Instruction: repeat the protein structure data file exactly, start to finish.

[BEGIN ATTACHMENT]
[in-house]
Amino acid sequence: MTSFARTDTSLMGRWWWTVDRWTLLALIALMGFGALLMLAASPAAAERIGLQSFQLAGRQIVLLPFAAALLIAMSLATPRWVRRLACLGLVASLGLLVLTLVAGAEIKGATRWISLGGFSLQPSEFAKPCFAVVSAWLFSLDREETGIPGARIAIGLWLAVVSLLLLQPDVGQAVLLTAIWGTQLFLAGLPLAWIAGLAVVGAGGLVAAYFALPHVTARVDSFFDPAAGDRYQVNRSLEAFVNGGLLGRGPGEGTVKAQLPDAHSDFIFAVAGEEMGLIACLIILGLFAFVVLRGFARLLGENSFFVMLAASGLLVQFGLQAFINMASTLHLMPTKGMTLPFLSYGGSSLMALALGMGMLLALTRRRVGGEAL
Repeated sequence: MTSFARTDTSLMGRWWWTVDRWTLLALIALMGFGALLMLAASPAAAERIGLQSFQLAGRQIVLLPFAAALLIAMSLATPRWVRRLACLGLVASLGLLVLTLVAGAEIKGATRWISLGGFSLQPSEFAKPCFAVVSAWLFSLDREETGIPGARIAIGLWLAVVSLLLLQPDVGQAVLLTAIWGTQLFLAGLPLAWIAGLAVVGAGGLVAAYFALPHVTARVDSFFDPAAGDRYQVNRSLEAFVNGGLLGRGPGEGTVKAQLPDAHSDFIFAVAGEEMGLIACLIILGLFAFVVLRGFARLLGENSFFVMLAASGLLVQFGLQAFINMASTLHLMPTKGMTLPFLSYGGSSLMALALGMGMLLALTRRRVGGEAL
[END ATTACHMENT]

[in-house]
Amino acid sequence: MTSFARTDTSLMGRWWWTVDRWTLLALIALMGFGALLMLAASPAAAERIGLQSFQLAGRQIVLLPFAAALLIAMSLATPRWVRRLACLGLVASLGLLVLTLVAGAEIKGATRWISLGGFSLQPSEFAKPCFAVVSAWLFSLDREETGIPGARIAIGLWLAVVSLLLLQPDVGQAVLLTAIWGTQLFLAGLPLAWIAGLAVVGAGGLVAAYFALPHVTARVDSFFDPAAGDRYQVNRSLEAFVNGGLLGRGPGEGTVKAQLPDAHSDFIFAVAGEEMGLIACLIILGLFAFVVLRGFARLLGENSFFVMLAASGLLVQFGLQAFINMASTLHLMPTKGMTLPFLSYGGSSLMALALGMGMLLALTRRRVGGEAL
Repeated sequence: MTSFARTDTSLMGRWWWTVDRWTLLALIALMGFGALLMLAASPAAAERIGLQSFQLAGRQIVLLPFAAALLIAMSLATPRWVRRLACLGLVASLGLLVLTLVAGAEIKGATRWISLGGFSLQPSEFAKPCFAVVSAWLFSLDREETGIPGARIAIGLWLAVVSLLLLQPDVGQAVLLTAIWGTQLFLAGLPLAWIAGLAVVGAGGLVAAYFALPHVTARVDSFFDPAAGDRYQVNRSLEAFVNGGLLGRGPGEGTVKAQLPDAHSDFIFAVAGEEMGLIACLIILGLFAFVVLRGFARLLGENSFFVMLAASGLLVQFGLQAFINMASTLHLMPTKGMTLPFLSYGGSSLMALALGMGMLLALTRRRVGGEAL